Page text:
Lower levels (and activity) of CHIT1 have been shown in subjects with a common duplication in the CHIT1 gene, found in around a third of Europeans.11 20 CHIT1 genotype was not available for this cohort, but the effect of this polymorphism on CSF CHIT1 levels might favour measurement of CHI3L2 instead, which showed similar diagnostic performance and clinical correlations but is without a similar confounding polymorphism.
Intriguingly, the analysis of clinical and biochemical correlations described here demonstrates differences in the relationship between the three chitinase proteins and different clinical and biochemical parameters. Specifically, CHIT1 and CHI3L2 correlated with the rate of disease progression, whereas CHI3L1 correlated with clinical upper motor neuron burden and cognitive impairment. This is in keeping with previous studies demonstrating elevated CSF CHI3L1 in patients with sporadic FTD compared with ALS (although this was not recapitulated in familial FTD) and elevated CHIT1 in ALS compared with familial FTD.11
These findings hint at differences in the source of CHIT1, CHI3L2 and CHI3L1 within the central nervous system in ALS. Although CHIT1 colocalises with microglia in the spinal cord of patients with ALS,9 similar findings have not been demonstrated in brain regions affected in ALS. In addition, although mRNA expression data show that CHI3L1 and CHI3L2 are upregulated in the motor cortex of patients with ALS, the cellular origin of this elevation has not been demonstrated. Studies in other diseases give a conflicting picture. In Alzheimer disease, CHI3L1 colocalises with astrocytes but not microglia,21 whereas in multiple sclerosis, CHI3L1 is produced in microglia and astrocytes.22 The secretion of CHI3L2 within the central nervous system has not been studied, though this work would suggest it is likely to be similar to CHIT1. Further work is required to establish the regional and cellular expression of these proteins in order to delineate their relevance to ALS pathogenesis.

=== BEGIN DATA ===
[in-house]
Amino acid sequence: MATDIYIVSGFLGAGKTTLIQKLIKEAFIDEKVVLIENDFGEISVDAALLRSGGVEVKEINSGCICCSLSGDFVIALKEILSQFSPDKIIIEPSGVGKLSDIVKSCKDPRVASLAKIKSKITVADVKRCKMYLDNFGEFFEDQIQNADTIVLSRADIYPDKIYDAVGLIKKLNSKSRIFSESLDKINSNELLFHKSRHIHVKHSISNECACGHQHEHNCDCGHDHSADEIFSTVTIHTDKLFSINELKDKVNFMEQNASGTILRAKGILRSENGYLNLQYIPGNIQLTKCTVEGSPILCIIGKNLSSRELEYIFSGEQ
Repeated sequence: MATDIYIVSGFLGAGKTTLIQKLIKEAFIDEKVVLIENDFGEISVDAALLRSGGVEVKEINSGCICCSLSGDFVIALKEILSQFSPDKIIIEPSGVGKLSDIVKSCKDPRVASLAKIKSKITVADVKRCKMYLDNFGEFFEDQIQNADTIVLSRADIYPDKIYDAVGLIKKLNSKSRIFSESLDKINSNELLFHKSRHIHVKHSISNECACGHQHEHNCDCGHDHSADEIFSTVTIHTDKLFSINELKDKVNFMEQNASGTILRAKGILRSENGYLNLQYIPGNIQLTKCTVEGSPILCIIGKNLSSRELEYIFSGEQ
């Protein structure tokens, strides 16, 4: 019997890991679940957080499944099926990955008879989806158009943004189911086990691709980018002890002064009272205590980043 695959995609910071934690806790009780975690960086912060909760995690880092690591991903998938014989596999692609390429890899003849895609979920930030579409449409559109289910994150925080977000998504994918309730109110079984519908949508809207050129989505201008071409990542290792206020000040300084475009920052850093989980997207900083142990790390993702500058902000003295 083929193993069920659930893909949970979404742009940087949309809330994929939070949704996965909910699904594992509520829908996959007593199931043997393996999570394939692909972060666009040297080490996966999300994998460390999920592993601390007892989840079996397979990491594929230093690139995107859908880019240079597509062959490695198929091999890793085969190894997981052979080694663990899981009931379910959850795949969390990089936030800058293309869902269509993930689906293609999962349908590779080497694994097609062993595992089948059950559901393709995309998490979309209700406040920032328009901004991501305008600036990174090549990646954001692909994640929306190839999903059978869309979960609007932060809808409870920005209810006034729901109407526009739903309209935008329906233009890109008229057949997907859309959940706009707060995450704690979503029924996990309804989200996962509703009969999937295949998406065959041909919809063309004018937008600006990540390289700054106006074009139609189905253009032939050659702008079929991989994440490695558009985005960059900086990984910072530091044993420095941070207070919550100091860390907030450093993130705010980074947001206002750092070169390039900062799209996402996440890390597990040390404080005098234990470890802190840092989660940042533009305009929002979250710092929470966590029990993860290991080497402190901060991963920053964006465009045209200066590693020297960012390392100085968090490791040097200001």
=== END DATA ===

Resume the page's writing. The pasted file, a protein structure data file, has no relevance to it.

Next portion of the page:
This study did not demonstrate significant longitudinal change in the CSF levels of chitinase proteins. This is consistent with measurement of CSF and serum neurofilaments and the rate-of-change of the ALSFRS-R, which also remain relatively stable over time, and suggests that this reflects a relatively stable immune response through the course of the disease.23 Whether this response is a primary driver of progression, a contributory or protective factor requires additional work.
The levels of all three chitinase proteins were low in AGCs, in keeping with studies examining CSF CHIT1 levels in this group (though it must be noted that in the current study the number of subjects is small and younger than the control group).11 Together, these data suggest that CSF glial activity is likely to be normal in the years before the onset of symptoms in ALS. Greater insight into the glial response just prior to the symptomatic phase would be gained from examination of longitudinal samples from subjects transitioning from asymptomatic gene carriage to symptomatic ALS, as has been undertaken using neurofilament proteins.24
Similarly, although a detrimental role for excessive glial activity is suggested by some animal models of ALS, it remains unresolved whether the correlation between disease severity and microglial activity in humans is a factor modulating the underlying progression of ALS or is simply a bystander effect.7 17 The finding of a correlation between survival and CHIT1 level independent of pNFH lends limited support to a modifying role of microglia, though additional validation of this is necessary particularly given the omission of certain prognostic factors for which data were unavailable.
Although this study suggests that CSF chitinase proteins do not improve on the performance of neurofilaments for the diagnosis of ALS, it that they might find adjunctive use in the prediction of progression and survival and in particular that they represent a useful biochemical measure of the effect of therapeutic strategies targeting glial responses.
We are grateful to all study participants for their time, patience and enthusiasm.
AGT and EG contributed equally.
Contributors AGT, EG and MRT planned the study. MRT, AGT and KT performed participant clinical characterisation and sampling. AGT, EG, AB and DR performed quantitative assays and statistical analysis. AGT and EG drafted the manuscript and figures.
Funding Study was funded through the Medical Research Council & Motor Neurone Disease Association Lady Edith Wolfson Senior Clinical Fellowship awarded to MRT (MR/K01014X/1).
Competing interests pNfH assay kits were provided in kind by Euroimmun UK
Provenance and peer review Not commissioned; externally peer reviewed.
Data availability statement Data are available on reasonable request.